Old 12-27-2006, 11:38 AM
johnwaynejeep2
 
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I'm not sure that a voltmeter can be put in place of an ammeter because of the way the reading has to be taken. to get a good amperage reading the ammeter has be placed in series with the signal being measured (In between 2 components). A voltmeter can get a reading in parallel (externally from the circuit), I'm not sure if a voltmeter can get a reading in series. With this being said you may have to do some rewiring to get the voltmeter to work properly.

I plan on eventually installing a voltmeter in the distant future so I'll be in the same boat at some point in time.
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  #4  
Old 12-27-2006, 11:42 AM
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aerocorey aerocorey is offline
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Sounds simple enough. I'm looking for a voltmeter that will sit in the same place as the stock ammeter and look similar. I had a parts rig with one a few months back, wish I'd have kept the cluster.
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87 GW "Big Bear"
76 J20 project "Ox"
90 GW parts rig "Velma"
77 J10 parts rig "NoMo" (as in "no more Jeeps, Corey!")
94 YJ "Coop"

Past
88 GW "Hercules" (had to sell in '08, curious who has it now)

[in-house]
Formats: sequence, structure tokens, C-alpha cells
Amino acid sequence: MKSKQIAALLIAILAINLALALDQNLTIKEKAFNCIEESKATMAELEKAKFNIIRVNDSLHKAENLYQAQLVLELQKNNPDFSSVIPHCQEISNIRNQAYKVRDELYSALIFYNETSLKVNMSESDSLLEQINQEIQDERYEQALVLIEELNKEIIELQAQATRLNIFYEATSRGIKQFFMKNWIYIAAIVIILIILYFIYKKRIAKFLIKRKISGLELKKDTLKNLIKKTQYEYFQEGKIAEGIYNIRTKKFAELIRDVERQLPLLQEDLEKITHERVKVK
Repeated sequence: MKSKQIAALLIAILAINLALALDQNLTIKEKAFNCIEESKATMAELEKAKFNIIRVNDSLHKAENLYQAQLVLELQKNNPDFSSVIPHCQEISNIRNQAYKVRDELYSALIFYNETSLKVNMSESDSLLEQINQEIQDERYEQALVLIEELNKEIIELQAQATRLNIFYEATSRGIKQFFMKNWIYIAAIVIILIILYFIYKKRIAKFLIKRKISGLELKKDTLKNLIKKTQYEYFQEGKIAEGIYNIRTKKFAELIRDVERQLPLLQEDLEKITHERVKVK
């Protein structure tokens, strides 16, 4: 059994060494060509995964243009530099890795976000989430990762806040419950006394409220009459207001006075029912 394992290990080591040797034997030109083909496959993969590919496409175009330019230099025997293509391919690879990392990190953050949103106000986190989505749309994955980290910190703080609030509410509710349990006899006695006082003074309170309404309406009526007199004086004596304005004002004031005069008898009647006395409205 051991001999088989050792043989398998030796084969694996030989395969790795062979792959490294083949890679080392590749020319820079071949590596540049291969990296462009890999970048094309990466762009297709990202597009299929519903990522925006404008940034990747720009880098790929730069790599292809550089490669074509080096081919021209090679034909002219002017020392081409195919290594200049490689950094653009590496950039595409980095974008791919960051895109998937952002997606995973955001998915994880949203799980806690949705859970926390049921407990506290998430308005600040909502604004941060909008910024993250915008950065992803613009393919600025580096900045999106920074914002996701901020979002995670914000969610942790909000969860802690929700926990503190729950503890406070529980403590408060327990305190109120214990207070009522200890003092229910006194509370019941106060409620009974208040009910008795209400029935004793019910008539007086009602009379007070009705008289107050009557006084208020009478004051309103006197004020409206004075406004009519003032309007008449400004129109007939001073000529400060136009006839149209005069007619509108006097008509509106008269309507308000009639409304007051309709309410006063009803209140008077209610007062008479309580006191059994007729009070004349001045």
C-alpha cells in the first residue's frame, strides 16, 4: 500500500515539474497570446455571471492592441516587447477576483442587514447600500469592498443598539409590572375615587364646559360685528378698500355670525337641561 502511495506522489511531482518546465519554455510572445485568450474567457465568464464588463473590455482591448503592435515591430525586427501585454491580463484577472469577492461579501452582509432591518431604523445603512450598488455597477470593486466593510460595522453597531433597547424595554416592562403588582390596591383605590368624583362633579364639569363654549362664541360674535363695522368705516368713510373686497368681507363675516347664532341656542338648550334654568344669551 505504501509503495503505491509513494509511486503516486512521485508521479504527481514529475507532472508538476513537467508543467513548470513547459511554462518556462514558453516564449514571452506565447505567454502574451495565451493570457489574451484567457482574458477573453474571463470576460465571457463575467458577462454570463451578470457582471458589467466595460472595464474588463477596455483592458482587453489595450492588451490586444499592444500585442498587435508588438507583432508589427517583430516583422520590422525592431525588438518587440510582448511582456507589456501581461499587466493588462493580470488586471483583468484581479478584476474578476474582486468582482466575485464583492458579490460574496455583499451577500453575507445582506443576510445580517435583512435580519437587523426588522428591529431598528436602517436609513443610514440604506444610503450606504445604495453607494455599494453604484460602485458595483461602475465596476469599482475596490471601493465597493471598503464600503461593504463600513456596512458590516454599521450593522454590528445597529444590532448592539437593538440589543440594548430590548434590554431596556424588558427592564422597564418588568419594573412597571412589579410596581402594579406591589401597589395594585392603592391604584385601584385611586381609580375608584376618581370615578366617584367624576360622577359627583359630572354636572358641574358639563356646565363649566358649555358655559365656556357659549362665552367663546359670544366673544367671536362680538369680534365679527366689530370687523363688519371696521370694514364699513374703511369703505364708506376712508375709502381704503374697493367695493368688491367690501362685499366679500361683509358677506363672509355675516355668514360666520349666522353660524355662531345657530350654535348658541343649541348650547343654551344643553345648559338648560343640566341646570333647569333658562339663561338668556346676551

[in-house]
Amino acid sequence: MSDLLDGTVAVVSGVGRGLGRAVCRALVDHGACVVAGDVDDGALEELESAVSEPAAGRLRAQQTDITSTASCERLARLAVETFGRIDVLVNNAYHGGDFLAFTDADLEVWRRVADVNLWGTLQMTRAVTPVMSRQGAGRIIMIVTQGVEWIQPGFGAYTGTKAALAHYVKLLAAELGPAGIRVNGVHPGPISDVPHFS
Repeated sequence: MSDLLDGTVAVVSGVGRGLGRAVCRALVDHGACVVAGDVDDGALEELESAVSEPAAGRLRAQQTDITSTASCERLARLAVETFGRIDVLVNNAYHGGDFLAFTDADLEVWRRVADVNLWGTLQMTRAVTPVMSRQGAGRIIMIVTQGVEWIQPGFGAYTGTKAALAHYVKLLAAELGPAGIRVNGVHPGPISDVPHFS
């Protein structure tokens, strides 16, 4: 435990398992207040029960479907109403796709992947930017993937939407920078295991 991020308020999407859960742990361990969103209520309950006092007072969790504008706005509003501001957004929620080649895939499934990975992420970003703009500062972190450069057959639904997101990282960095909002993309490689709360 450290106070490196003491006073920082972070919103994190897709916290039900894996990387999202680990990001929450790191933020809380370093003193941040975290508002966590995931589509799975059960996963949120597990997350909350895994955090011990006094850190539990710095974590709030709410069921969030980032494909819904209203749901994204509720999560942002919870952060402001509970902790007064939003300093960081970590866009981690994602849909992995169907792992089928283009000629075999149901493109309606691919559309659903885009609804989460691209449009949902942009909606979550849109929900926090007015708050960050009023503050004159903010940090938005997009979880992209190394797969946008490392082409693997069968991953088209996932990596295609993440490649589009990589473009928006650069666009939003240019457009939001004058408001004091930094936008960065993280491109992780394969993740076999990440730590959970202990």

83 Wag parts rig "Shaggy" (used to build Herc, then scrapped)
73 J4000 (had to sell due to PCS in '07)
75 Cherokee "Jerry Lee" (sold in '13 because I'm an idiot)
74 Cherokee "Dino" (used to build Jerry Lee, then scrapped)
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  #5  
Old 12-27-2006, 11:45 AM
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Quote:
Originally Posted by aerocorey
Sounds simple enough. I'm looking for a voltmeter that will sit in the same place as the stock ammeter and look similar. I had a parts rig with one a few months back, wish I'd have kept the cluster.

here you go:

http://www.ifsja.org/forums/vb/showthread.php?p=418438
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  #6  
Old 12-27-2006, 11:54 AM
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aerocorey aerocorey is offline
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Man, I looked for a thread like that and couldn't find it. I need to get better at searching for stuff. Thanks, Brutus.
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Corey

Current
87 GW "Big Bear"
76 J20 project "Ox"
90 GW parts rig "Velma"